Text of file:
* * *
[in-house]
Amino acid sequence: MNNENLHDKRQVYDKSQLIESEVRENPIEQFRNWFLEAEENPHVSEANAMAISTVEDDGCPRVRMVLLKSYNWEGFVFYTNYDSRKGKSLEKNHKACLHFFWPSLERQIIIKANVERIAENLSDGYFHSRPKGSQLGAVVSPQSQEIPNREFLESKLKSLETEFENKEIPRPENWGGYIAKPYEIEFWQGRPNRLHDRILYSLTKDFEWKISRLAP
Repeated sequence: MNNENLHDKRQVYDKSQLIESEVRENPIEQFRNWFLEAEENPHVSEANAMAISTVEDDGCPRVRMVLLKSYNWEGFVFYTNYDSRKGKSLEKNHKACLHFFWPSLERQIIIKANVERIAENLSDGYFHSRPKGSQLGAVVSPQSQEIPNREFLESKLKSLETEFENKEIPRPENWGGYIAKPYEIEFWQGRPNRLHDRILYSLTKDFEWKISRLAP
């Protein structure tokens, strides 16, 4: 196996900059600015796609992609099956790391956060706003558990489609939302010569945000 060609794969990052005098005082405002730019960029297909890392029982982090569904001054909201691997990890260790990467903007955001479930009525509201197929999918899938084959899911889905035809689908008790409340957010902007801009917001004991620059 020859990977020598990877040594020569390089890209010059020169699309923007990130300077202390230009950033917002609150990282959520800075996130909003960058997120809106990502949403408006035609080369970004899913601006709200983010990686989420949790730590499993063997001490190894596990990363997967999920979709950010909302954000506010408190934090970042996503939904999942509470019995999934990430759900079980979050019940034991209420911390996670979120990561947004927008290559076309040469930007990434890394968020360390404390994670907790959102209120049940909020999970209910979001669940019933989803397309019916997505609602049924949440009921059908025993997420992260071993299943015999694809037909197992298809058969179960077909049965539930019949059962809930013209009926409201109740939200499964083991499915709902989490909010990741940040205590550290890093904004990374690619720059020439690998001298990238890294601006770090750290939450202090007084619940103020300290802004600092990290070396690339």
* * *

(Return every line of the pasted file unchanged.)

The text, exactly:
[in-house]
Amino acid sequence: MNNENLHDKRQVYDKSQLIESEVRENPIEQFRNWFLEAEENPHVSEANAMAISTVEDDGCPRVRMVLLKSYNWEGFVFYTNYDSRKGKSLEKNHKACLHFFWPSLERQIIIKANVERIAENLSDGYFHSRPKGSQLGAVVSPQSQEIPNREFLESKLKSLETEFENKEIPRPENWGGYIAKPYEIEFWQGRPNRLHDRILYSLTKDFEWKISRLAP
Repeated sequence: MNNENLHDKRQVYDKSQLIESEVRENPIEQFRNWFLEAEENPHVSEANAMAISTVEDDGCPRVRMVLLKSYNWEGFVFYTNYDSRKGKSLEKNHKACLHFFWPSLERQIIIKANVERIAENLSDGYFHSRPKGSQLGAVVSPQSQEIPNREFLESKLKSLETEFENKEIPRPENWGGYIAKPYEIEFWQGRPNRLHDRILYSLTKDFEWKISRLAP
């Protein structure tokens, strides 16, 4: 196996900059600015796609992609099956790391956060706003558990489609939302010569945000 060609794969990052005098005082405002730019960029297909890392029982982090569904001054909201691997990890260790990467903007955001479930009525509201197929999918899938084959899911889905035809689908008790409340957010902007801009917001004991620059 020859990977020598990877040594020569390089890209010059020169699309923007990130300077202390230009950033917002609150990282959520800075996130909003960058997120809106990502949403408006035609080369970004899913601006709200983010990686989420949790730590499993063997001490190894596990990363997967999920979709950010909302954000506010408190934090970042996503939904999942509470019995999934990430759900079980979050019940034991209420911390996670979120990561947004927008290559076309040469930007990434890394968020360390404390994670907790959102209120049940909020999970209910979001669940019933989803397309019916997505609602049924949440009921059908025993997420992260071993299943015999694809037909197992298809058969179960077909049965539930019949059962809930013209009926409201109740939200499964083991499915709902989490909010990741940040205590550290890093904004990374690619720059020439690998001298990238890294601006770090750290939450202090007084619940103020300290802004600092990290070396690339």